With its 3.1kW power output the kettle is described as a rapid boiler and I can't argue with that assertion as it does boil up a brew in no time at all. One cupful takes a couple of minutes perhaps, with a full pot only taking a further few minutes. Performance wise in the boiling stakes this is a Premiership kettle. However, a few months ago things started to fall apart - literally.
The lid episode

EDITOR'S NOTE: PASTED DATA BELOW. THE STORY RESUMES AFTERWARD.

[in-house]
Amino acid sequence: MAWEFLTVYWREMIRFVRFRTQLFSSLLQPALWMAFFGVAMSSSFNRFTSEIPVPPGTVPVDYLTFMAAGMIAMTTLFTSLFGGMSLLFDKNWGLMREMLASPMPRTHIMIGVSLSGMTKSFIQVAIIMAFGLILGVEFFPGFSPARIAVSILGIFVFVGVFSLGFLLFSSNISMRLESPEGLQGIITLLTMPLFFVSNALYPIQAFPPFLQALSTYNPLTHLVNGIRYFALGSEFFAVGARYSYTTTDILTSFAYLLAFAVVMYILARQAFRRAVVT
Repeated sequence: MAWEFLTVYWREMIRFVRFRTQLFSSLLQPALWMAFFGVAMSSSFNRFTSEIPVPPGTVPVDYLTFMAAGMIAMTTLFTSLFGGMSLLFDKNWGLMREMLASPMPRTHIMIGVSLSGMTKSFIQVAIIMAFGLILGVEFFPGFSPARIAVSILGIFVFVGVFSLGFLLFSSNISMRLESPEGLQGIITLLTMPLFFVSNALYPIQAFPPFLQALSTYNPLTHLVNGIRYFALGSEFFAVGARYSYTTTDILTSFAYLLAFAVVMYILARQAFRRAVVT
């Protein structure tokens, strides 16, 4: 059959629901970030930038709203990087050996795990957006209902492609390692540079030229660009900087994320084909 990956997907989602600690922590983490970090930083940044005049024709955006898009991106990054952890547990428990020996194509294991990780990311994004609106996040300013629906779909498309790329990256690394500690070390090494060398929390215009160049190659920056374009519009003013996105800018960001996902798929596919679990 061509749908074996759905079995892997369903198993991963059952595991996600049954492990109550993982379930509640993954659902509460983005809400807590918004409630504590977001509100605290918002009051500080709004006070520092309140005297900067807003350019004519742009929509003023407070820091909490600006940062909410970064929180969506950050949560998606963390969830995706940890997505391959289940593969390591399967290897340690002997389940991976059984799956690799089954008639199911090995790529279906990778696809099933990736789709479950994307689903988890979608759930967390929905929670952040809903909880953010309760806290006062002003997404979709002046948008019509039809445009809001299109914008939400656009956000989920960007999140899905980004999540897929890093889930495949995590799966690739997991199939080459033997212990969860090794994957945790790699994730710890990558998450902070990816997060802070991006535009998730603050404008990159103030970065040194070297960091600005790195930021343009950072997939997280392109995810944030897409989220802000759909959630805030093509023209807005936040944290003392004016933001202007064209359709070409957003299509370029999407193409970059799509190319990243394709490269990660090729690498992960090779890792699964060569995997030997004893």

If you are able to look at the photograph of this kettle you should be able to see that the lid is constructed of two parts: a larger silver metallic bit that forms the outside base of the lid and a smaller grey plastic bit which sits at the top of the lid in the centre of the silver component. Well I can't remember which one fell off first, but I think it was the grey bit that forms the very top part of the lid. I recall one afternoon whilst pouring boiling water into the teapot that this component decided to fall off and plonk into the newly made brew thus leaving me no choice but to empty all the contents out of the teapot and brew up once more. At first it was possible to simply put the grey bit back on top of the lid because it kind of clicked into place. But after a while, and numerous plonks into pots and mugs it was necessary to get out the superglue. This at first seemed to do the trick. But I think it was only a few weeks after we had glued the grey bit back on that the larger silver bit decided to fall apart. This first took place when trying to fill the kettle with water. You might recall the well positioned button on top of the handle - well, it was whilst pressing this button in order to flip-open the lid so as to fill the kettle with water that the silver bit flew off and landed in the sink full of dirty dishes. However, with the help of more superglue and clicking of lid components back into there correct positions, we continued to use the kettle for a few weeks without much of a problem. Then one day, when I decided to make myself a cup of coffee, the lid flipped open (without me pressing the button) whilst I was pouring the boiling water into a cup. As the lid flipped open, not only did the component parts fall into my brew of freshly ground Columbian roasted, but the hot steam scorched my hand causing me to swear in Spanish..